Menu Close

Bruce, I Don’t Believe You Are an Atheist

there is no such thing as an atheist

Last night, I had the privilege of sharing why I am an atheist with a Mennonite discipleship class. In attendance were the pastor, an older church member, and a group of young men. I shared the primary reasons I left Christianity:

  • The Bible is not inerrant or infallible
  • The problem of suffering and evil
  • The hiddenness of God

I also shared some of my experiences with Evangelicals since my deconversion, especially through this blog.

I thoroughly enjoyed my interaction with this group. I appreciated the fact that the pastor wanted to expose this class to someone outside of their religion. What better way to find out what an atheist believes than ask him. Countless pastors have preached sermons, written blog posts, or produced YouTube videos about what it is that atheists believe. But, instead of letting atheists speak for themselves, these preachers, to put it bluntly, lie about why people are atheists.

At the end of my speech, I fielded a few questions — good questions, except one. The older man (about my age?) in the group said to me: I don’t believe you are an atheist. He recounted all the things I had done for Jesus as a Christian, concluding that it just wasn’t possible for me to be an atheist. Yet, I am. 🙂

I replied, “so, you are saying I am a liar.” Smack. 🙂 I went on to say I understood why he was confounded: he couldn’t square my story with his theology. I then said, “that’s not my problem.” And it’s not. All I know to do is to tell my story as openly and honestly as I can. Then, people are free to accept or reject my story.

I told the class that I accept what people say about themselves at face value. If a person says she is a Christian, I believe her (this is a general rule, not absolute). I turned what the man said to me around and asked how they would feel if they told someone they were a Christian and shared their conversion experience, and the person replied, “I don’t believe you are a Christian.” None of us likes having our stories dismissed out of hand. We will never understand each other if we don’t listen; if we don’t make a good faith effort to actually hear what others are saying.

The older gentleman tried to have “prayer” while I was still online. I appreciate the pastor cutting the feed before that could happen.

bruce-gerencser-headshot

Bruce Gerencser, 64, lives in rural Northwest Ohio with his wife of 43 years. He and his wife have six grown children and thirteen grandchildren. Bruce pastored Evangelical churches for twenty-five years in Ohio, Texas, and Michigan. Bruce left the ministry in 2005, and in 2008 he left Christianity. Bruce is now a humanist and an atheist.

You can contact Bruce via email, Facebook, Twitter, or YouTube.

Your comments are welcome and appreciated. All first-time comments are moderated. Please read the commenting rules before commenting.

8 Comments

  1. Avatar
    Karuna Gal

    Mennonites are like the Amish in that they have common roots with them but they tend to be more open to the world. Some of their groups live like the Amish but others are more modern. They are a “peace church”: they don’t believe in violence or warfare.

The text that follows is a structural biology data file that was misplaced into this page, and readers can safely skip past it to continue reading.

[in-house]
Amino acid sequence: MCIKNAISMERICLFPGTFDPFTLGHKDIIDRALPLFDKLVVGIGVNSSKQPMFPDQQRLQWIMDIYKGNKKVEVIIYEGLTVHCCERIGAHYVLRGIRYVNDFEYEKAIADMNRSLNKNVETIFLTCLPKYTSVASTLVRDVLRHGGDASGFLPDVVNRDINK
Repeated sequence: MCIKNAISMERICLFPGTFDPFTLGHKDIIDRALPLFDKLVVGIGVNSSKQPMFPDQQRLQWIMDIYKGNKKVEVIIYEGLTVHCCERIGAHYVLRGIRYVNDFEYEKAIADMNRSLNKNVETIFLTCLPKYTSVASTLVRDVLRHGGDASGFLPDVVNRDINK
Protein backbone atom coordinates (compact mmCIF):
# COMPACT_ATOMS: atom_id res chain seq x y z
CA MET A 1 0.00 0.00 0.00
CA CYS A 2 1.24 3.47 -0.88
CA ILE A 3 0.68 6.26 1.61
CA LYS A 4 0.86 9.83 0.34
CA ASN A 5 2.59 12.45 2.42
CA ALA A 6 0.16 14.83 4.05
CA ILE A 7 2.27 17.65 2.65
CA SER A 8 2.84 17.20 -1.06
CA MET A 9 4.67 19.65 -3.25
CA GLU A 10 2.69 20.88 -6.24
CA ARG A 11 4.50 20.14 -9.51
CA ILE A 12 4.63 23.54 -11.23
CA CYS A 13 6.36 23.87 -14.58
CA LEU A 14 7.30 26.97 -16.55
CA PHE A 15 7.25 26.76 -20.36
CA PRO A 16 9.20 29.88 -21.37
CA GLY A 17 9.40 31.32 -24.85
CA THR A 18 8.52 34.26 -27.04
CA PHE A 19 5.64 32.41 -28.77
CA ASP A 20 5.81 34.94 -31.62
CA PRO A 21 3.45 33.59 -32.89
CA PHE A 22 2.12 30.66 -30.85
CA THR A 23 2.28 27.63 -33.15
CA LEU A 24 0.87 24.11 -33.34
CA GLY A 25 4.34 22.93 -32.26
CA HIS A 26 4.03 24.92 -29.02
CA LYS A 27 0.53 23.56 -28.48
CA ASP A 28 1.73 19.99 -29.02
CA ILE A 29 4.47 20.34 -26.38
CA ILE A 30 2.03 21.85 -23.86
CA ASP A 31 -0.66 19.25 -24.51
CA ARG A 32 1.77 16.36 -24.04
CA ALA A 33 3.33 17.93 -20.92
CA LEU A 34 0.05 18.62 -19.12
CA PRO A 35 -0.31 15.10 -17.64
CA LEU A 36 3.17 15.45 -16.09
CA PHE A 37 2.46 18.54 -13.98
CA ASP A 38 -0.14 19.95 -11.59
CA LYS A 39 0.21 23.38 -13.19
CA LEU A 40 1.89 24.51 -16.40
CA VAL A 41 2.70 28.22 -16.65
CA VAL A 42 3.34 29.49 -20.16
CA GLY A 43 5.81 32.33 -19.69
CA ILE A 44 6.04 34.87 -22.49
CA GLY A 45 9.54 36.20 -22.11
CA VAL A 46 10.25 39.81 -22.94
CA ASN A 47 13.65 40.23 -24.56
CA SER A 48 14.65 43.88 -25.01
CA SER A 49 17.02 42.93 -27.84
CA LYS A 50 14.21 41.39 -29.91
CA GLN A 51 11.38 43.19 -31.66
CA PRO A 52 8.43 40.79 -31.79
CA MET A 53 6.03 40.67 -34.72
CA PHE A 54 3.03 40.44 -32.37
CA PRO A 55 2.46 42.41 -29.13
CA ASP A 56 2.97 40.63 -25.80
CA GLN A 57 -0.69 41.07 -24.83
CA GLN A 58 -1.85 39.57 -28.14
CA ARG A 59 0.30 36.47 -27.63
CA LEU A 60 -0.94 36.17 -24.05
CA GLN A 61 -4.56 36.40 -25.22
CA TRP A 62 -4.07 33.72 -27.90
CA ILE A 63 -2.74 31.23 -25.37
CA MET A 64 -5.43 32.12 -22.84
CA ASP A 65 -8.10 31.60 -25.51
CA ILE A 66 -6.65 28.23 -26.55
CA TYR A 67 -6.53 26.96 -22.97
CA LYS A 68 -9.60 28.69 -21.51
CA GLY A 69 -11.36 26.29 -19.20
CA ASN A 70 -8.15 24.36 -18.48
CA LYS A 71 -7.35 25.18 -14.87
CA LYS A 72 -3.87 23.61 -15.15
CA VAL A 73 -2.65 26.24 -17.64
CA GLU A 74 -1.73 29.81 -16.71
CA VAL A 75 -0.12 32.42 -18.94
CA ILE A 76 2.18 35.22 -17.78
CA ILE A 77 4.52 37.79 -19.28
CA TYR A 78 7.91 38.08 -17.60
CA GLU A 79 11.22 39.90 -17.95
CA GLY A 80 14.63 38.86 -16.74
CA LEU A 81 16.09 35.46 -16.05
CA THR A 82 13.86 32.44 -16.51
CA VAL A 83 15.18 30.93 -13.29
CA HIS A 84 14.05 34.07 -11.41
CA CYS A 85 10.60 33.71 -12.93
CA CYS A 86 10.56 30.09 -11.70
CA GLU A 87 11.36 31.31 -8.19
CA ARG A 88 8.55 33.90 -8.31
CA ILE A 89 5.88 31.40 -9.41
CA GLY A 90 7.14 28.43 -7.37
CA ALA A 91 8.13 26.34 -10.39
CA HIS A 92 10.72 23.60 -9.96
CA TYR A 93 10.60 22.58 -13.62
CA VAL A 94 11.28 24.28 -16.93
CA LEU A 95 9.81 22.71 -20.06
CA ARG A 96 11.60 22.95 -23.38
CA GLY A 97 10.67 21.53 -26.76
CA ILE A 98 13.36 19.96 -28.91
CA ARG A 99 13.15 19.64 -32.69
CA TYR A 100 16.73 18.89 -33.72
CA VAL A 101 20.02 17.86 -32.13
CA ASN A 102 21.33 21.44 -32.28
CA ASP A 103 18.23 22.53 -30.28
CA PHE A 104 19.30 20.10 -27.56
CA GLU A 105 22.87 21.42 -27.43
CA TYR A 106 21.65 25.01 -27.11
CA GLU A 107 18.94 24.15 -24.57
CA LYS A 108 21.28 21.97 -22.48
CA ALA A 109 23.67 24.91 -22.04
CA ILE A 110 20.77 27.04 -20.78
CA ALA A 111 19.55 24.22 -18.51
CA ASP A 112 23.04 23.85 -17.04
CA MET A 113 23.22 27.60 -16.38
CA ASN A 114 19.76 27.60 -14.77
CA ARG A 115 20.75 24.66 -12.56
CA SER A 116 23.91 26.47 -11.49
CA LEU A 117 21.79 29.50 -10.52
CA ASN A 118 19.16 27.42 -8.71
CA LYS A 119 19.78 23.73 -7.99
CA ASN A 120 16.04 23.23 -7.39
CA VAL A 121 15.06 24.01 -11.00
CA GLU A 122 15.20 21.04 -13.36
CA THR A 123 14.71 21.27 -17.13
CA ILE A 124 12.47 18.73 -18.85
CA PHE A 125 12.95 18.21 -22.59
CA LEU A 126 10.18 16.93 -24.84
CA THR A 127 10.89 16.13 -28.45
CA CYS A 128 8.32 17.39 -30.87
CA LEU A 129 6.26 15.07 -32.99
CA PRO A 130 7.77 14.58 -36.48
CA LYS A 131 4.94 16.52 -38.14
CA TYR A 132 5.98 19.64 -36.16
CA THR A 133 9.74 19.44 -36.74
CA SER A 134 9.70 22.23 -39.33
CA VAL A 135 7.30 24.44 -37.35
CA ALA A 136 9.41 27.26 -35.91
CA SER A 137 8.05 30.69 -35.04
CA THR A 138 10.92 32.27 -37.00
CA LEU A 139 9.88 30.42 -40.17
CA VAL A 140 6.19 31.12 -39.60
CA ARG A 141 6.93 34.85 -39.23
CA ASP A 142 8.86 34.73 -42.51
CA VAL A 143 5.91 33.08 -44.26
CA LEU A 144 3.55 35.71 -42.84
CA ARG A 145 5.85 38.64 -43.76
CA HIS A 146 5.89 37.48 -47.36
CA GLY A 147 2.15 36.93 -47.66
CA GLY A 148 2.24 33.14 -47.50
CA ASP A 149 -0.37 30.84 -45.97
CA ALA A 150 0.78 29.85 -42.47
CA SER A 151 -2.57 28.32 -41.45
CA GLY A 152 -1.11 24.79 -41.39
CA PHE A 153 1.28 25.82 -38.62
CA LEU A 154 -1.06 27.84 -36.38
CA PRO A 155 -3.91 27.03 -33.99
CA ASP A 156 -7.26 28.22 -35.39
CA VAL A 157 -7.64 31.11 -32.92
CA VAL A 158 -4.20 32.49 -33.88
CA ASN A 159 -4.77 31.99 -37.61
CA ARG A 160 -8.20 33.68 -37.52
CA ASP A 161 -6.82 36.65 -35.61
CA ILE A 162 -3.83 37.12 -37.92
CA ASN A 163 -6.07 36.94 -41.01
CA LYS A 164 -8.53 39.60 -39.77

When I was a little girl my parents took me and my sister on a tour of Lancaster County in Pennsylvania, which is famous for the Amish and Mennonites that live there. When we were at dinner one night a Mennonite couple in their 50s spotted us and chatted with my parents. They just loved and fussed over my sister and I! They were sweet people, plainly dressed and I think the wife wore a little Mennonite cap. The man gave us miniature iron horseshoes, which I treasured, being a “horse girl” and all. Amish people would NEVER go to a restaurant, too worldly. I also remember the delicious shoo-fly pie we had for dessert that night. 🙂
    I’m not totally surprised that it was a Mennonite class that invited Bruce to speak, due to their relative open-mindedness with the world.

    • Avatar
      Bruce Gerencser

      This church would be considered New Order Amish. Very conservative/strict, yet quite Evangelical doctrinally. The pastor told me the church is Arminian.

      Unfortunately, not all Mennonite churches are pacifistic or practice non-violent resistance. We attended three Mennonite churches that were pro-war. Two of the churches were indistinguishable from garden variety Evangelical churches. Being pacifists, we were sorely disappointed by their support of state sponsored violence.

  2. Avatar
    clubschadenfreude

    many theists must lie to themselves, and others, that there are no “real” atheists. they cannot conceive of someone daring to not agree with them. They are so desperate for external validation, they must see some where there is none.

  3. Avatar
    ObstacleChick

    It’s a shame that this pastor is more the exception than the rule. In order for people to understand each other, and not to be so tribalistic, is to converse with them and learn about them.

  4. Avatar
    Sage

    Far to many people try to tell us what we are, ignoring all evidence that they see before them. We are just confused, or tricked by Satan, or giving in to carnal desires, or lying to ourselves, or trying to be trendy, or…or…

    It gets tiring.

Want to Respond to Bruce? Fire Away!

Bruce Gerencser